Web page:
Each box, they told us, holds 330 roses, and one 747 can hold 5,000 boxes, or 1.65 million roses. The idea of an immense airplane whose sole freight was roses burning its carbon and rushing high over the Caribbean to deliver its burden to people who would never know of all that lay behind the roses they picked up in the supermarket was maybe as perfect an emblem of alienation as you could find. Could roses be more uprooted?
Solnit’s taste for the horizontal and nonhierarchical favors surprise connections, unexpected echos, odd foretellings. But Orwell is a diver, a digger, Solnit a natural skimmer, and the strain is never resolved. For instance, the scholarly literature on Orwell out-of-doors is ample, absorbing, established—and absent from her sourcing. AWOL, too, is any sustained discussion of the immense cultural weight given roses on the Continent, in the Middle East, across Asia and, profoundly, in the United Kingdom. Rhizomes are, by definition, shallow. Roses have none. Rather, they have anchor roots, that plunge and grip, deep into history, as Orwell knew. Solnit’s bouquet, delightfully varied, can seem hydroponic, a conjurer’s flower.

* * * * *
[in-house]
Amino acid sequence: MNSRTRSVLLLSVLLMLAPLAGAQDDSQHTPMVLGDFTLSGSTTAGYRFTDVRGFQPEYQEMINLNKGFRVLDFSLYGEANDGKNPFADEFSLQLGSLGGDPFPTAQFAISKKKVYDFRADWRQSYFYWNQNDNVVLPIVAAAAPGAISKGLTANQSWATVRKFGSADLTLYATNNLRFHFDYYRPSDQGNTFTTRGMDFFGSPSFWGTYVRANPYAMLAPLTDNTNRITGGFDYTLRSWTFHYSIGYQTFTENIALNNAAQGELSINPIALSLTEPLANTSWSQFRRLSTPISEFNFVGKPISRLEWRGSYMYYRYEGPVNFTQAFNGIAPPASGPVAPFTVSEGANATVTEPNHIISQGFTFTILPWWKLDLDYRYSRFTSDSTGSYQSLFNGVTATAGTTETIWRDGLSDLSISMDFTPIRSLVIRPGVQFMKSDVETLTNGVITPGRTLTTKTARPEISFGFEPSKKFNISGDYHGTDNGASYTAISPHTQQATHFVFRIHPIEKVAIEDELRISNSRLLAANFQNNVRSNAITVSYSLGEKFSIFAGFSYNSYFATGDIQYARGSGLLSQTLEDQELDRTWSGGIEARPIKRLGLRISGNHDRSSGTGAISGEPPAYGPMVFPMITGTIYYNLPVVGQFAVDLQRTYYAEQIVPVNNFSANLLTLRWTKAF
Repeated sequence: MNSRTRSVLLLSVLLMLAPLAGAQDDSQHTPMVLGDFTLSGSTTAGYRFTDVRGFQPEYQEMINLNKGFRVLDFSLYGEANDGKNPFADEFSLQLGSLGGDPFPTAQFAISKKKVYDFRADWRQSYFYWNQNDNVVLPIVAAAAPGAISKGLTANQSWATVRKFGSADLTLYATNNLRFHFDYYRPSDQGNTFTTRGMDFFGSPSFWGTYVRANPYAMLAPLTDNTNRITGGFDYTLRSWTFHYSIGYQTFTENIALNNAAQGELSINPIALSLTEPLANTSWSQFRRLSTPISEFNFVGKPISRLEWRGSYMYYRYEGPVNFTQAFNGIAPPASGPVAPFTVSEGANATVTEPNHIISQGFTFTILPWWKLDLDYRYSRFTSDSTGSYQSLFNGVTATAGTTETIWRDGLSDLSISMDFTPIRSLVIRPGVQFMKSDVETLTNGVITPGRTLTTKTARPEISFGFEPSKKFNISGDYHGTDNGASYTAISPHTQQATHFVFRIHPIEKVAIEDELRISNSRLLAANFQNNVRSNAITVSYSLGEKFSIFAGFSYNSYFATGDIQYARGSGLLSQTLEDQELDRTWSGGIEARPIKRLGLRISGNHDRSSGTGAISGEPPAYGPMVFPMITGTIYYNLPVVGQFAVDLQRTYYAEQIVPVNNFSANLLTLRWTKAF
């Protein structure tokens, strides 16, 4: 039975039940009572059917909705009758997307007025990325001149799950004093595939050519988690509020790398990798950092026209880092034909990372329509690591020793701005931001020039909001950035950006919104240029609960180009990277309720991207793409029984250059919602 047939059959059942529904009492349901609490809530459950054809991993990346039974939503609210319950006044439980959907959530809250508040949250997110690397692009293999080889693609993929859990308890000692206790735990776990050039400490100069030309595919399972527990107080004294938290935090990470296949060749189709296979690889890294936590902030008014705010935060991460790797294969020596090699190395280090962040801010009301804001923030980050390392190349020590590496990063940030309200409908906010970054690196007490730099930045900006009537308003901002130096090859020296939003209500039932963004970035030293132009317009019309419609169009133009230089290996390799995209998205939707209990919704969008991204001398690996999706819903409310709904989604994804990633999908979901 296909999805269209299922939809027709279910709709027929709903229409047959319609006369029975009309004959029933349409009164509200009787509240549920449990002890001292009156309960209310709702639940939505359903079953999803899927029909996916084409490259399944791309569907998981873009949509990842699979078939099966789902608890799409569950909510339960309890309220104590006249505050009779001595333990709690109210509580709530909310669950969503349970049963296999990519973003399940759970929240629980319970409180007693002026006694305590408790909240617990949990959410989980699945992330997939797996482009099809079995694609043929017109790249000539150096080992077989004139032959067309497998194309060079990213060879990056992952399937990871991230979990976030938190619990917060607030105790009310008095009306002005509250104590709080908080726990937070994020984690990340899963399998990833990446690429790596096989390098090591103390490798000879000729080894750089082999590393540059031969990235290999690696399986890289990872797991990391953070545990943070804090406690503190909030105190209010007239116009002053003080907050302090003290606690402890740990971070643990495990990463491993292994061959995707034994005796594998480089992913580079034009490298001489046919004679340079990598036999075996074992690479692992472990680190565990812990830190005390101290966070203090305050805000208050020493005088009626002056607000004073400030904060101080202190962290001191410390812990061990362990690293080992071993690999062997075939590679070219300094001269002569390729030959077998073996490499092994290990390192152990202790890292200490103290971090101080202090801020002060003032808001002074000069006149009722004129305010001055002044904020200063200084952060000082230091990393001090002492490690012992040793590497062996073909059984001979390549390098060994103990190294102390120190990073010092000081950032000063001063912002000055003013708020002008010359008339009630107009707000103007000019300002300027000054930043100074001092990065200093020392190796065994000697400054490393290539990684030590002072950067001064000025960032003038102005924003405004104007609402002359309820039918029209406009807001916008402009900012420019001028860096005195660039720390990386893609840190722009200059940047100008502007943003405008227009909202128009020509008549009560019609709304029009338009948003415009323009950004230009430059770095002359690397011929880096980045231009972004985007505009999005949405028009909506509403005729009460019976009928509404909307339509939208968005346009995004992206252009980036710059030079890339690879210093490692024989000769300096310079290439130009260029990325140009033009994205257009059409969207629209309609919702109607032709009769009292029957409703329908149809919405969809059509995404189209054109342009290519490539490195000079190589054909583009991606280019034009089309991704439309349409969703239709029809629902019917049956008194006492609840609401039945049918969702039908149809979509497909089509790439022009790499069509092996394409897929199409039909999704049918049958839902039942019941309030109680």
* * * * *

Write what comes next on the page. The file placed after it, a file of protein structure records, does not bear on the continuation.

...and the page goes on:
Orwell’s Roses could also have used more Orwell. Too often he functions here as mascot or touchstone. When allowed onstage, the book snaps into focus. His tonic clarity braces Solnit’s talent for waffle, which in helpings this large can be doubleplusungood, and in their dialogue across the decades we glimpse the book that might have been.
For when Solnit abandons meta-collage for close reading, the results are remarkable. In our earth-conscious age, she contends, grim, gaunt, wintry Orwell can also be an avatar of growth and hope. The hero of 1984 yearns, after all, for a sunlit Golden Country of meadow and stream, the kind of landscape that haunted Orwell lifelong. Solnit’s eco-reading does not dead-end in terrifying Room 101 but restores nature and women as counterbalances to power in a dream-rich novel of “vitality and generosity and fecundity.” Acts of resistance come in many forms, she reminds us, like pleasure, like beauty.
As his good friend Cyril Connolly wrote, the month Orwell died, “It is closing time in the gardens of the West and from now on an artist will be judged only by the resonance of his solitude or the quality of his despair.”
Orwell’s Roses would not make the man despair; far from it. But he might be wary. That opening anecdote of visiting the Hertfordshire cottage to discover his lost roses blossoming still, one pale pink, the other salmon rimmed in gold, forever England, would touch the hardest heart. Yet deeper in the text we find this throwaway line, “It is not absolutely certain that the two rosebushes growing there now are those he planted.”
Ah. Proceed with caution. 2+2=5. It’s that kind of book.